Affordable housing plan reworked for New York
The push and pull between New York City’s mayor, Bill de Blasio, and his archrival, Gov. Andrew M. Cuomo, surfaced again this week over an issue both men consider key to their administrations: providing affordable housing for New Yorkers.
De Blasio has had a lukewarm response to Cuomo’s version of a plan to revise a programme that encourages the construction of apartments for low- and moderateincome New Yorkers, which is now in the hands of the state legislature. Under 421-a, as the programme is known, developers are given generous New York City tax breaks if they agree to set aside a block of apartments for working-class and middle-class tenants in otherwise market-rate buildings.
Over the last two years, 421-a has had a tortured history. In 2015, with the 421-a programme set to expire at the end of the year unless the Legislature renewed it, de Blasio, a democrat, proposed a revised version that sweetened the subsidy for developers in exchange for the creation of more belowmarket units.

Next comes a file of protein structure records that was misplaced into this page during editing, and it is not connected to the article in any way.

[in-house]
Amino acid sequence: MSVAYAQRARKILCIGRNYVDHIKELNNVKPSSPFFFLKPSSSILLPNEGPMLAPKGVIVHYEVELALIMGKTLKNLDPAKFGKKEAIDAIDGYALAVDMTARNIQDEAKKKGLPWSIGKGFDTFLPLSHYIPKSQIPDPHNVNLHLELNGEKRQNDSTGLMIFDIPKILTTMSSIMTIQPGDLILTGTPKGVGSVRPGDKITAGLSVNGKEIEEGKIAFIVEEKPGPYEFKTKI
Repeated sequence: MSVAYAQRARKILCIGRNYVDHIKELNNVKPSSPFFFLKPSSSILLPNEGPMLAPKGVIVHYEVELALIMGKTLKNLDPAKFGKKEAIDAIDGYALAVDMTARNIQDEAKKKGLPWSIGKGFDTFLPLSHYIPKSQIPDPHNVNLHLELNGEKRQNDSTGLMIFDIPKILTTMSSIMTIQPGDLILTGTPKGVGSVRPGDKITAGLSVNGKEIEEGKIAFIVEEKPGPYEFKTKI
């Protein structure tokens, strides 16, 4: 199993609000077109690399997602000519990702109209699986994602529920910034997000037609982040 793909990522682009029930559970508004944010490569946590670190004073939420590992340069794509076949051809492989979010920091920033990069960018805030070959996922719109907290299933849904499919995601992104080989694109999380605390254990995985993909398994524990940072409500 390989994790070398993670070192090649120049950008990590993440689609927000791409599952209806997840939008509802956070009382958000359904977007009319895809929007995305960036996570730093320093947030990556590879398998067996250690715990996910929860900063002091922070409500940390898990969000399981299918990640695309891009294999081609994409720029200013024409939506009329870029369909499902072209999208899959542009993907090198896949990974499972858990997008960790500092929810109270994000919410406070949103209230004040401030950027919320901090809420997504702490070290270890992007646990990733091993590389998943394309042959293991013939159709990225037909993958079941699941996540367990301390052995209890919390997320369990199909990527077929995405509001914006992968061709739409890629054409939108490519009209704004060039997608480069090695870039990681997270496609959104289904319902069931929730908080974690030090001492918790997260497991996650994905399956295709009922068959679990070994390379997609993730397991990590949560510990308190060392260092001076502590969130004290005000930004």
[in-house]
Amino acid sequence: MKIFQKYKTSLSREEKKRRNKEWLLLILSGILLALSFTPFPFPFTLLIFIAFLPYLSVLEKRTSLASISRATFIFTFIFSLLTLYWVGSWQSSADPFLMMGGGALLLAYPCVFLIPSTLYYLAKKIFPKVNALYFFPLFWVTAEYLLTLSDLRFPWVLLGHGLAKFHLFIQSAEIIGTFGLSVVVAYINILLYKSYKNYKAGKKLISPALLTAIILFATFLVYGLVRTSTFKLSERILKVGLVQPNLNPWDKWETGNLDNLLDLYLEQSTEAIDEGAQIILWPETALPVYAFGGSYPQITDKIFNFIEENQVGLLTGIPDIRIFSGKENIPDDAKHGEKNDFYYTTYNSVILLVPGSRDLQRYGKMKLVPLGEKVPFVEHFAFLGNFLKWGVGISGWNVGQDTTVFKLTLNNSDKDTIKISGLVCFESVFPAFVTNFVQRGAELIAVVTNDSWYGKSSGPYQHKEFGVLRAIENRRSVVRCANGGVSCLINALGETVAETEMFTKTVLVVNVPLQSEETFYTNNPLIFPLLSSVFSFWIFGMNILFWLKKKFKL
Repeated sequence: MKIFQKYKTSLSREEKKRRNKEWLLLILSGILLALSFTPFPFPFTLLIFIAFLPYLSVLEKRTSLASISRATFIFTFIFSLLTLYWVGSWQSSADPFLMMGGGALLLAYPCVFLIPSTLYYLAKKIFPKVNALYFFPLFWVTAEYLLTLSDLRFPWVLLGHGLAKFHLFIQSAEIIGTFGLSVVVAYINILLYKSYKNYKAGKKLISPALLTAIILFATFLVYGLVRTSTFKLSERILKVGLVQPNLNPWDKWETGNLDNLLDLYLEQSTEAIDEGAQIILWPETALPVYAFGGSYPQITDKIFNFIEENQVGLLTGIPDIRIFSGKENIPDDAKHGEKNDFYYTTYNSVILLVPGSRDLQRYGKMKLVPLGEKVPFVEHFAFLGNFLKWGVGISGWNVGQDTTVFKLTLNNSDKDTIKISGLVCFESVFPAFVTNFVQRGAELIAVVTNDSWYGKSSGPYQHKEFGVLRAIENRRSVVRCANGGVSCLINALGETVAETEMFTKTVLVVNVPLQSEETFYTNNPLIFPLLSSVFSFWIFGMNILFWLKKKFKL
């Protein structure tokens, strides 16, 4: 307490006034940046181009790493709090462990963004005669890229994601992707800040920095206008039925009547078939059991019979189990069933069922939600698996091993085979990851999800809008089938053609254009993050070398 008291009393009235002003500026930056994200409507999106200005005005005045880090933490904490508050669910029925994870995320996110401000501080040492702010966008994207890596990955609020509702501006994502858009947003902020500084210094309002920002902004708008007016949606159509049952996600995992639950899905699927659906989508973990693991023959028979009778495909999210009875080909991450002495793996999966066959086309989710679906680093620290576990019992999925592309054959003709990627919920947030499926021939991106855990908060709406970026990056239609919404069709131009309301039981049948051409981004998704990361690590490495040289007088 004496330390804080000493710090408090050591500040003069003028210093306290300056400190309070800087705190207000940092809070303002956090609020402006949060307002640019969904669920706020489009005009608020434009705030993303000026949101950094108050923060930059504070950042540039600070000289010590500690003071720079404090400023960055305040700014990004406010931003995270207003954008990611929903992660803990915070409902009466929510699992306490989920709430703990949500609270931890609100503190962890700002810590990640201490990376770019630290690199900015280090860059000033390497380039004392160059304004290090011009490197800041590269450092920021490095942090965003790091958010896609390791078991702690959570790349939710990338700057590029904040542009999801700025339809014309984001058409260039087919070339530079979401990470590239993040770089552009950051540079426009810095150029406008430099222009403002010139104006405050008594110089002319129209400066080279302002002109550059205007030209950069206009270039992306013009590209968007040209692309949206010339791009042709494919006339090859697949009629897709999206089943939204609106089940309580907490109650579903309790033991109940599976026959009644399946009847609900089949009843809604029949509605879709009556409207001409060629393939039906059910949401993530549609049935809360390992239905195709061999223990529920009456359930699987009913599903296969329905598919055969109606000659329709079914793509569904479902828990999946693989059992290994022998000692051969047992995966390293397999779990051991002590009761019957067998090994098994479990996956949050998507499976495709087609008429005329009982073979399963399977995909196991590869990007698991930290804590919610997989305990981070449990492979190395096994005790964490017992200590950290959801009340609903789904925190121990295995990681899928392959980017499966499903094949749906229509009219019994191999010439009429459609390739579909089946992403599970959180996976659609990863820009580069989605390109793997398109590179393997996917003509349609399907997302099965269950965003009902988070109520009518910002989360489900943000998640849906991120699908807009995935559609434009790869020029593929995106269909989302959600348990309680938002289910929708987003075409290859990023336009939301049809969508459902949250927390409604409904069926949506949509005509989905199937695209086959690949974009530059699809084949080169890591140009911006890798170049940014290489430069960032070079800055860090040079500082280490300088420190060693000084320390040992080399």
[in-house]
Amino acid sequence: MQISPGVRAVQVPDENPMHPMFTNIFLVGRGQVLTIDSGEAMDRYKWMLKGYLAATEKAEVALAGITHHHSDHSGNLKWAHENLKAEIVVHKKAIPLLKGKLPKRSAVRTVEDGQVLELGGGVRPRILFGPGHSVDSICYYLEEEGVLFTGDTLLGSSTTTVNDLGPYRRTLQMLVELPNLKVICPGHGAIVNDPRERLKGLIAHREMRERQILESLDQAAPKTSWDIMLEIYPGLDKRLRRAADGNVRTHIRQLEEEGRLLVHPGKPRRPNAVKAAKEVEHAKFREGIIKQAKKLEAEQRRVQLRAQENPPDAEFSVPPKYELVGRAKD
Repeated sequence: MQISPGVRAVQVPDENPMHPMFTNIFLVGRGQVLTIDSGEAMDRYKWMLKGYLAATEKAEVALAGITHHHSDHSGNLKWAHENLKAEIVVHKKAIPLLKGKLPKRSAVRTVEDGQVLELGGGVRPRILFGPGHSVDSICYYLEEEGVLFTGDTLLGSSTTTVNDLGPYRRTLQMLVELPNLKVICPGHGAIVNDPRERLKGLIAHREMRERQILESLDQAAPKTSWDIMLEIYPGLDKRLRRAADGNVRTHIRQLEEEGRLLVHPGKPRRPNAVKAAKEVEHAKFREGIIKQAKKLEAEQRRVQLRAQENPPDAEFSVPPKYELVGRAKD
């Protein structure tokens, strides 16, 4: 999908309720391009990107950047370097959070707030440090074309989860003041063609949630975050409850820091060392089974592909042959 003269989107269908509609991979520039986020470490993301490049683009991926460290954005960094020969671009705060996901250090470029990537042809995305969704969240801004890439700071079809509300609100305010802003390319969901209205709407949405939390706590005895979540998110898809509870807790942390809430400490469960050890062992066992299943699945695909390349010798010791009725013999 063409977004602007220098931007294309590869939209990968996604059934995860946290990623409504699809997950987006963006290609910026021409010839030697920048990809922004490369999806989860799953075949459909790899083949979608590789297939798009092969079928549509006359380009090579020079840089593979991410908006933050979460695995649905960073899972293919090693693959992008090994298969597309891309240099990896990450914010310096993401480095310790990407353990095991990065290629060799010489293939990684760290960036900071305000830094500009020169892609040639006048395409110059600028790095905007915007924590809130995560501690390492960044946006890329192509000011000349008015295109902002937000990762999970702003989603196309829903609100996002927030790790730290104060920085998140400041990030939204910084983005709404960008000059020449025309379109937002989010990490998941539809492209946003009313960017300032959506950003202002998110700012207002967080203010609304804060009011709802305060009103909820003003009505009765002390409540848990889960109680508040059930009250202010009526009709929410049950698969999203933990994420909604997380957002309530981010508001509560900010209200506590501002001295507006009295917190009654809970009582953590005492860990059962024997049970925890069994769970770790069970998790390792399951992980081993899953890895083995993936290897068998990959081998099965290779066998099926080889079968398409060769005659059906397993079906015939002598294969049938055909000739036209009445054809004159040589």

But Cuomo, also a democrat, rejected that version saying that it did not offer wages high enough for union construction workers. The legislature passed a sixmonth extension and called on the real estate industry and construction unions to reach a deal on wages that would allow the abatement to continue. But the two sides could not agree, and the programme died on January 15, 2016. The governor then worked on his own version of the legislation in negotiations with construction unions and the members of the real estate industry’s powerful lobbying group, the Real Estate Board of New York. That version is now under consideration by the legislature.